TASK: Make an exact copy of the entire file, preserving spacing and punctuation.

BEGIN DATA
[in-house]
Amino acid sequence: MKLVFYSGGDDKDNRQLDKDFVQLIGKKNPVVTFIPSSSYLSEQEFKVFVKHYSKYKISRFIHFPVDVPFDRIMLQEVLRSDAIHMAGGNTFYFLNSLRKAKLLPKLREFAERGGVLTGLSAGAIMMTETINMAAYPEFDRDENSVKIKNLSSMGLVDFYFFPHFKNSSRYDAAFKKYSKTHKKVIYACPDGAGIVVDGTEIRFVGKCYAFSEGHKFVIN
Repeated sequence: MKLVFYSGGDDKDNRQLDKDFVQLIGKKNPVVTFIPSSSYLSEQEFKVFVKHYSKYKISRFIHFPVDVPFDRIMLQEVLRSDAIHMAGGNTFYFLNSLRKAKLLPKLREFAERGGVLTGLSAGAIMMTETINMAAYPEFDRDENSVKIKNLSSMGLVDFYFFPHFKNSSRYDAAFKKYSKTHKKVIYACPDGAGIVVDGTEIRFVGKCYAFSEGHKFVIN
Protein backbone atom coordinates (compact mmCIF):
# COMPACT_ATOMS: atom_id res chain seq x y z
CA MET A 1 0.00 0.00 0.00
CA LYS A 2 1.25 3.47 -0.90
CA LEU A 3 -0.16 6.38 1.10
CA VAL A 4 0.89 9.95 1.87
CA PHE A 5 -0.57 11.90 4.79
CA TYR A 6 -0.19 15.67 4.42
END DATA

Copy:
[in-house]
Amino acid sequence: MKLVFYSGGDDKDNRQLDKDFVQLIGKKNPVVTFIPSSSYLSEQEFKVFVKHYSKYKISRFIHFPVDVPFDRIMLQEVLRSDAIHMAGGNTFYFLNSLRKAKLLPKLREFAERGGVLTGLSAGAIMMTETINMAAYPEFDRDENSVKIKNLSSMGLVDFYFFPHFKNSSRYDAAFKKYSKTHKKVIYACPDGAGIVVDGTEIRFVGKCYAFSEGHKFVIN
Repeated sequence: MKLVFYSGGDDKDNRQLDKDFVQLIGKKNPVVTFIPSSSYLSEQEFKVFVKHYSKYKISRFIHFPVDVPFDRIMLQEVLRSDAIHMAGGNTFYFLNSLRKAKLLPKLREFAERGGVLTGLSAGAIMMTETINMAAYPEFDRDENSVKIKNLSSMGLVDFYFFPHFKNSSRYDAAFKKYSKTHKKVIYACPDGAGIVVDGTEIRFVGKCYAFSEGHKFVIN
Protein backbone atom coordinates (compact mmCIF):
# COMPACT_ATOMS: atom_id res chain seq x y z
CA MET A 1 0.00 0.00 0.00
CA LYS A 2 1.25 3.47 -0.90
CA LEU A 3 -0.16 6.38 1.10
CA VAL A 4 0.89 9.95 1.87
CA PHE A 5 -0.57 11.90 4.79
CA TYR A 6 -0.19 15.67 4.42